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V-Safe Part 6: A First Look at What the V-Safe Check-the-Box Data Reveals!
Sixth part of an incredible story that shows just how broken our public “health” apparatus is: very, very broken.
If you have not already read Parts 1 through 5 of the v-safe saga, please read those first!
What the data shows?
Having explained what data v-safe captured and subsequently provided to ICAN in Parts 1 through 5, let’s now get into what the data shows.
Bottom line, and as you will already know from the prior parts, the only check-the-box data that could even potentially raise a safety concern would be a high rate of individuals reporting that they sought medical care after the shot.
This is because the 10 check-the-box symptoms, gathered for seven days after injection, are the same symptoms the CDC say are a good sign after injection because they show the body is developing immunity. That is why the CDC explains that “Any side effects from getting the vaccine are normal signs the body is building protection.” And indeed, when very high rates of these symptoms were reported to v-safe, CDC said there is no cause for concern.
Other than the pointless check-the-box symptom list, the only other check-the-box options a v-safe user could check was if they sought medical care, missed school or work, and/or were unable to perform normal activities.
So, let’s start by looking at the rate of individuals seeking medical care. Note that you can perform the same searches and data mining detailed below at ICAN’s v-safe Dashboard
Health Impact – Medical Care
It would appear safe to assume that the CDC would sound an alarm if there was a high enough rate of people who reported needing medical care. It is, after all, called “v-safe” and was designed to assess safety! But that may be assuming too much.
Let’s do some simple math. Out of a total 10,108,273 users, there were a total of 782,913 registered v-safe users who reported seeking medical care at least once. By simply dividing 782,913 by 10,108,273, we can easily calculate that 7.7% of v-safe users reported having to seek medical care after Covid vaccination.
As a reminder, all indications are that most v-safe users signed up because they were enthusiastic about the vaccine – not because they wanted to report issues. These are the people who were likely to avoid reporting any issue with the vaccine. They were cheering its arrival, being the first to run and get the shot. And still 7.7% reported needing medical care after their vaccination.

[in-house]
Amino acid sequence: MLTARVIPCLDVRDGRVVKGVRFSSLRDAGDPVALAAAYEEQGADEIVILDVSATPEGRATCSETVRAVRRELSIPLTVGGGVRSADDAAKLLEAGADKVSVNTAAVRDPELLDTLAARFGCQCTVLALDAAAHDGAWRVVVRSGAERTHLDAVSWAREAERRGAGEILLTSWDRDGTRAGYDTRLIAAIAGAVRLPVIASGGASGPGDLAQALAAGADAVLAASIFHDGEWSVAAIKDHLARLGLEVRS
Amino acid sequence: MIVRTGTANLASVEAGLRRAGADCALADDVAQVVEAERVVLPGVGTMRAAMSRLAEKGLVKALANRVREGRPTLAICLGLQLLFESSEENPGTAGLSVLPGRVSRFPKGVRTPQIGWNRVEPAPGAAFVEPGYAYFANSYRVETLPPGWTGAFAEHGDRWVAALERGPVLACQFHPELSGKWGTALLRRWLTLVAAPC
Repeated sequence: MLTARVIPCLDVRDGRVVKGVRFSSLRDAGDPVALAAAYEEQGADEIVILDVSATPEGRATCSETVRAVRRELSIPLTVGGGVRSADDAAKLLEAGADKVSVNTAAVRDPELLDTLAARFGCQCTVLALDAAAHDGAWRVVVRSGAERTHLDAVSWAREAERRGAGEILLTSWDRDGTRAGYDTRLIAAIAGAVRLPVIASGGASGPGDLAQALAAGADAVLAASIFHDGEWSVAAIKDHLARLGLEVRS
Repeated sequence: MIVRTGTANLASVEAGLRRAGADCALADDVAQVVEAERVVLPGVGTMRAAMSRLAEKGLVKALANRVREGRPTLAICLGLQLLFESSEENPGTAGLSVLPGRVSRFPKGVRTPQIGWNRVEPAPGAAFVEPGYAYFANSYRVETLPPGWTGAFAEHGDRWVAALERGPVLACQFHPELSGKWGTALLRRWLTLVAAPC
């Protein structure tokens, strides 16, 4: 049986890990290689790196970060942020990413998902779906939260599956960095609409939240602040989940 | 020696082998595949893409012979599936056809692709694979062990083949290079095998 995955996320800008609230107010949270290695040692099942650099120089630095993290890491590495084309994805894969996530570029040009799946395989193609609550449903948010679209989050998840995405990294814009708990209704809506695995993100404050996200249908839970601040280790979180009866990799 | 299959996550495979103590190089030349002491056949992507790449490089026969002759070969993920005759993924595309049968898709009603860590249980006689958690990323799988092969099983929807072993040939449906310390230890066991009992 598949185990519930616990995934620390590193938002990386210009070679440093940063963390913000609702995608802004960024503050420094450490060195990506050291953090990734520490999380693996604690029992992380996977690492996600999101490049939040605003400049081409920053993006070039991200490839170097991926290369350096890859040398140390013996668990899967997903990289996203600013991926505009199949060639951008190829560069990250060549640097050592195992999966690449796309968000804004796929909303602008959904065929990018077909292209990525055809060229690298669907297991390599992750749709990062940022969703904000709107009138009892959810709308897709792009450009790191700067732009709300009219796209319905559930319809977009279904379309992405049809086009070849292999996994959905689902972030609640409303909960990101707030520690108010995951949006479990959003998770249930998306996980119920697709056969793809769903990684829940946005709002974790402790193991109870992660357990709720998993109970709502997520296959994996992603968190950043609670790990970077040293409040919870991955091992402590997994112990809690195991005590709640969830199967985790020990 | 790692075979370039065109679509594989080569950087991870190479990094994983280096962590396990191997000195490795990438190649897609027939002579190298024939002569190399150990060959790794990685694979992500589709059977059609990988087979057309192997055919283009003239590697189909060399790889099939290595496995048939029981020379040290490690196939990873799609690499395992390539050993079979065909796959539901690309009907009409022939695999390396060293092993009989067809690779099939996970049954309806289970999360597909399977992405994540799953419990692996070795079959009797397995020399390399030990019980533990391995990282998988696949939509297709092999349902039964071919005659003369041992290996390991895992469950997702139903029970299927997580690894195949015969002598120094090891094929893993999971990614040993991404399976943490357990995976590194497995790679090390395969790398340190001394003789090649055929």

(Digging a bit deeper, it is worth noting that there are approximately 528,381 individuals who registered for v-safe but never completed a single health check-in – meaning, they never actually participated in v-safe or submitted health-related data. If we exclude these group, the percent of v-safe users who submitted at least one health check-in and reported seeking medical care was 8.2%. But to be conservative, let’s stick with the 7.7% figure.)
Now, while 782,913 v-safe users submitted at least one report of seeking medical care, there were a total of 2,108,022 reports of seeking medical care. This means that, on average, every v-safe user reporting seeking medical care, sought medical care around 2 or 3 times each. Obviously, having to return to the doctor, emergency room, or hospital more than once is not a good sign.
That leads us to the question of what type of medical care v-safe users reported seeking. Just a call to the doctor? Urgent care visit? Trip to the emergency room? Again, the ICAN v-safe Dashboard provides a clear chart:
This data reflects that for all age groups, over 70% sought either urgent, emergency room, or hospital care. What makes this data even more concerning is the fact that not only was it submitted by the vaccine cheerleading crowd, but most check-ins were also submitted between December 2020 and May 2021 when many individuals, especially those freaked out enough about Covid to run and get a vaccine, were reluctant to go to a clinic or hospital due to the pandemic.